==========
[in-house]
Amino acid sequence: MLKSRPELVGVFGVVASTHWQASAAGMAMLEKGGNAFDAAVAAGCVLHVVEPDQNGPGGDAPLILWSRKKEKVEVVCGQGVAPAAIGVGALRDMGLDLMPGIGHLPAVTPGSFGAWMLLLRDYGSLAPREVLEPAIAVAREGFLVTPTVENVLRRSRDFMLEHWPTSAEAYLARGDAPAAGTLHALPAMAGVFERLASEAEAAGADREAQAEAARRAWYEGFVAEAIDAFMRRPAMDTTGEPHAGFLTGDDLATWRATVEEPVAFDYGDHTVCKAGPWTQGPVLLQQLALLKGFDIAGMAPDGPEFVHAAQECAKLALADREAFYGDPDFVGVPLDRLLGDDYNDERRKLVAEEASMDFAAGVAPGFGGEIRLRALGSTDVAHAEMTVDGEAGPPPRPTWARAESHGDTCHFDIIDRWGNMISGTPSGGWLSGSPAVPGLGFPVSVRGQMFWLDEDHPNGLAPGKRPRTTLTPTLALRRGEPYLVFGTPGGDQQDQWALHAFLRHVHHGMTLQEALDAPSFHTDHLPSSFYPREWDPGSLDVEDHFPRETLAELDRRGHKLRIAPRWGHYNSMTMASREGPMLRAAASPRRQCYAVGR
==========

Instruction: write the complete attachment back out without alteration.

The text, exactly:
[in-house]
Amino acid sequence: MLKSRPELVGVFGVVASTHWQASAAGMAMLEKGGNAFDAAVAAGCVLHVVEPDQNGPGGDAPLILWSRKKEKVEVVCGQGVAPAAIGVGALRDMGLDLMPGIGHLPAVTPGSFGAWMLLLRDYGSLAPREVLEPAIAVAREGFLVTPTVENVLRRSRDFMLEHWPTSAEAYLARGDAPAAGTLHALPAMAGVFERLASEAEAAGADREAQAEAARRAWYEGFVAEAIDAFMRRPAMDTTGEPHAGFLTGDDLATWRATVEEPVAFDYGDHTVCKAGPWTQGPVLLQQLALLKGFDIAGMAPDGPEFVHAAQECAKLALADREAFYGDPDFVGVPLDRLLGDDYNDERRKLVAEEASMDFAAGVAPGFGGEIRLRALGSTDVAHAEMTVDGEAGPPPRPTWARAESHGDTCHFDIIDRWGNMISGTPSGGWLSGSPAVPGLGFPVSVRGQMFWLDEDHPNGLAPGKRPRTTLTPTLALRRGEPYLVFGTPGGDQQDQWALHAFLRHVHHGMTLQEALDAPSFHTDHLPSSFYPREWDPGSLDVEDHFPRETLAELDRRGHKLRIAPRWGHYNSMTMASREGPMLRAAASPRRQCYAVGR